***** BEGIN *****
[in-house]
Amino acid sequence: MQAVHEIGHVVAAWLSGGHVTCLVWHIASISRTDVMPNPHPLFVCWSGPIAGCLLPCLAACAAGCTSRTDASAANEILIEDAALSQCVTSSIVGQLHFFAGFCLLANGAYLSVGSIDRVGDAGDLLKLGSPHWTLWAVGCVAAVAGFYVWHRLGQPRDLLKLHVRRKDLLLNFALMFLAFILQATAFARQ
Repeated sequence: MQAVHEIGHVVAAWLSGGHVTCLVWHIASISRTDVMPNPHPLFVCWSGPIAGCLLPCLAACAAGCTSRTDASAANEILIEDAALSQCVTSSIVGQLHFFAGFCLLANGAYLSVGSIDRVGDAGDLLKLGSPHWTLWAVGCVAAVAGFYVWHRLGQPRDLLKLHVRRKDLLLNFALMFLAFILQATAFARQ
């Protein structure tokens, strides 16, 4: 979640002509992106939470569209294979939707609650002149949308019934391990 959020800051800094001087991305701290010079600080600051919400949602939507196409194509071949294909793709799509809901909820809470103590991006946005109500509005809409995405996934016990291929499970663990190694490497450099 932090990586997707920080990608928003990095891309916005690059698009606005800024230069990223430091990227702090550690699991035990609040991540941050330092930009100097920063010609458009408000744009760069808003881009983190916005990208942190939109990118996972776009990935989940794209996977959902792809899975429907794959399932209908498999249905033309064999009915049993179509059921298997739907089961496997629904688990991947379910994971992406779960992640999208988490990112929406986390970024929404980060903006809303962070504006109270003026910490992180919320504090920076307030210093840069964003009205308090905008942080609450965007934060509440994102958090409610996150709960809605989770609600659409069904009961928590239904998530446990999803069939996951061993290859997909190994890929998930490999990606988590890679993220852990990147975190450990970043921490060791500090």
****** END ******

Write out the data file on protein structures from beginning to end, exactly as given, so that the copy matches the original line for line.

[in-house]
Amino acid sequence: MQAVHEIGHVVAAWLSGGHVTCLVWHIASISRTDVMPNPHPLFVCWSGPIAGCLLPCLAACAAGCTSRTDASAANEILIEDAALSQCVTSSIVGQLHFFAGFCLLANGAYLSVGSIDRVGDAGDLLKLGSPHWTLWAVGCVAAVAGFYVWHRLGQPRDLLKLHVRRKDLLLNFALMFLAFILQATAFARQ
Repeated sequence: MQAVHEIGHVVAAWLSGGHVTCLVWHIASISRTDVMPNPHPLFVCWSGPIAGCLLPCLAACAAGCTSRTDASAANEILIEDAALSQCVTSSIVGQLHFFAGFCLLANGAYLSVGSIDRVGDAGDLLKLGSPHWTLWAVGCVAAVAGFYVWHRLGQPRDLLKLHVRRKDLLLNFALMFLAFILQATAFARQ
């Protein structure tokens, strides 16, 4: 979640002509992106939470569209294979939707609650002149949308019934391990 959020800051800094001087991305701290010079600080600051919400949602939507196409194509071949294909793709799509809901909820809470103590991006946005109500509005809409995405996934016990291929499970663990190694490497450099 932090990586997707920080990608928003990095891309916005690059698009606005800024230069990223430091990227702090550690699991035990609040991540941050330092930009100097920063010609458009408000744009760069808003881009983190916005990208942190939109990118996972776009990935989940794209996977959902792809899975429907794959399932209908498999249905033309064999009915049993179509059921298997739907089961496997629904688990991947379910994971992406779960992640999208988490990112929406986390970024929404980060903006809303962070504006109270003026910490992180919320504090920076307030210093840069964003009205308090905008942080609450965007934060509440994102958090409610996150709960809605989770609600659409069904009961928590239904998530446990999803069939996951061993290859997909190994890929998930490999990606988590890679993220852990990147975190450990970043921490060791500090």